My international experience at the NUI Galway School of Medicine can be summarised as one of hardship to humility, and resilience.
Leaving my home in Toronto, Canada was by far the most challenging experience I had faced. I was overwhelmed, lost and felt uncertain how to navigate a new culture and the unknown world of healthcare.
For the first time, I began to question my choice to enter medicine, and this really scared me. Yet, I later realised I could be vulnerable and accept that I did not have to face my fears alone.
Along the way, I was inspired by individuals who demonstrated empathy, understanding, and compassion towards me. One such person was Dr Peter Cantillon, a Professor of Primary Care at NUI Galway, who once said to me: “There is a very fine line to walk between humility and self-belief. If you do not have self-belief, it is hard to act. Yet, if you unleash too much self-belief, you might find yourself marginalising the patient perspective and act in a paternalistic fashion.”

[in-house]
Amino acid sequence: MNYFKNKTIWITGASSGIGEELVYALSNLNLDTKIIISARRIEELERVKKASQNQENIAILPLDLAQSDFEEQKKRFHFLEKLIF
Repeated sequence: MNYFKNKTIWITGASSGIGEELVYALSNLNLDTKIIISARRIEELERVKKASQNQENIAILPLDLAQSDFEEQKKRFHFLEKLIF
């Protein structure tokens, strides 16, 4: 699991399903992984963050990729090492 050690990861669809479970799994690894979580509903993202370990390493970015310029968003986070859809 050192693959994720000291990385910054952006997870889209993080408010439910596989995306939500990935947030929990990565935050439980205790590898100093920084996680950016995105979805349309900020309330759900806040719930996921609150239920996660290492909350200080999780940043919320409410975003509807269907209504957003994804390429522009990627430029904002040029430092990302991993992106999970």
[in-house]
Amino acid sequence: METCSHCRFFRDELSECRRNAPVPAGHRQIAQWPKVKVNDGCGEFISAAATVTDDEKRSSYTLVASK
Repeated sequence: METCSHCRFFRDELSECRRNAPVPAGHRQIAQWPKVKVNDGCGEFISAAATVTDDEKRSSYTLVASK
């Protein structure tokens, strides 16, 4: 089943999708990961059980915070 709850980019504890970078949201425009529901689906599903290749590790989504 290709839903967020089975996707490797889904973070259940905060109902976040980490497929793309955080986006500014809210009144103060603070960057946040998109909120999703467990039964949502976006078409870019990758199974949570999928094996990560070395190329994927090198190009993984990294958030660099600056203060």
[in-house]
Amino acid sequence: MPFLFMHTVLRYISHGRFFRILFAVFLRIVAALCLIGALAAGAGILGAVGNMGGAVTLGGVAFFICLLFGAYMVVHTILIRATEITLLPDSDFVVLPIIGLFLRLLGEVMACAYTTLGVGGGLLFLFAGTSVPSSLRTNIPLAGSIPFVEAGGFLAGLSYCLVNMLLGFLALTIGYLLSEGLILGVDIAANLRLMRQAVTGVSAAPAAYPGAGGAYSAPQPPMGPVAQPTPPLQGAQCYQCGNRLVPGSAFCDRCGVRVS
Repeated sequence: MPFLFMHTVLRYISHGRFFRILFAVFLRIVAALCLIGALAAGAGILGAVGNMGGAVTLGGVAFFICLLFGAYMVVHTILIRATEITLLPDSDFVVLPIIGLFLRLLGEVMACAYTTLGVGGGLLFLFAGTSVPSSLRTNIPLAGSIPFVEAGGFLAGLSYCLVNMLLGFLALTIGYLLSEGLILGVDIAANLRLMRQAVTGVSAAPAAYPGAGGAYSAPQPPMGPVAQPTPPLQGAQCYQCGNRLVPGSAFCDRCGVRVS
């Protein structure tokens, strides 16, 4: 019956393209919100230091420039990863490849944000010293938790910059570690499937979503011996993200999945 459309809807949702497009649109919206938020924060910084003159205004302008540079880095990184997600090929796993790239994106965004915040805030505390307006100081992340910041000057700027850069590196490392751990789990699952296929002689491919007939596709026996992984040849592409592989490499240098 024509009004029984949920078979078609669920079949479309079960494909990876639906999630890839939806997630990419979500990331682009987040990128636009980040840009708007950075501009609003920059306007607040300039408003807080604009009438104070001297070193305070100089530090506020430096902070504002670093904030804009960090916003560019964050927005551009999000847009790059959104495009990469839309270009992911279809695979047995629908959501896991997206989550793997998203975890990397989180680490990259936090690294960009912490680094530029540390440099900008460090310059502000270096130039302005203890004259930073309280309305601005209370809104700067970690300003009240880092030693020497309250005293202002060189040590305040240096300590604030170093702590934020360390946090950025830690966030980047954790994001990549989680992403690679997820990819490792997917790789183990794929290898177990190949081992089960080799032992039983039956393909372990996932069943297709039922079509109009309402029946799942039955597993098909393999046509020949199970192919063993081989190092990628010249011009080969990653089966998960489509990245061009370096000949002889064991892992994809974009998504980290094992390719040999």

His statement resonated with me, as I began to question my presumptions, and preconceptions; allowing me to normalise my doubts and fears and discover courage that I did not know I had. In short, I began to reflect on how seeing the world through another’s eyes could be a catalyst to transforming myself and the way I viewed the world.
I met many people who mentored me along the way, both formally and informally. Teachers and friends alike provided me emotional support and a safe space to make mistakes. Previously, acknowledging that I made mistakes almost paralysed me. But through accepting mistakes, and perhaps even feeling a bit foolish and lost occasionally, I came to value a newfound sense of determination and humility.
Indeed, Galway and the School of Medicine presented me with an unfamiliar world, full of responsibilities that were all too unnerving at times. Henry David Thoreau, a poet and philosopher, once said, “not until we are lost do we begin to understand ourselves.”
I learned that feeling lost is not comfortable, but it is okay – even necessary.
I believe if we can trust ourselves and others to help along the journey, we can make mistakes, and in doing so, succeed in ways we never imagined.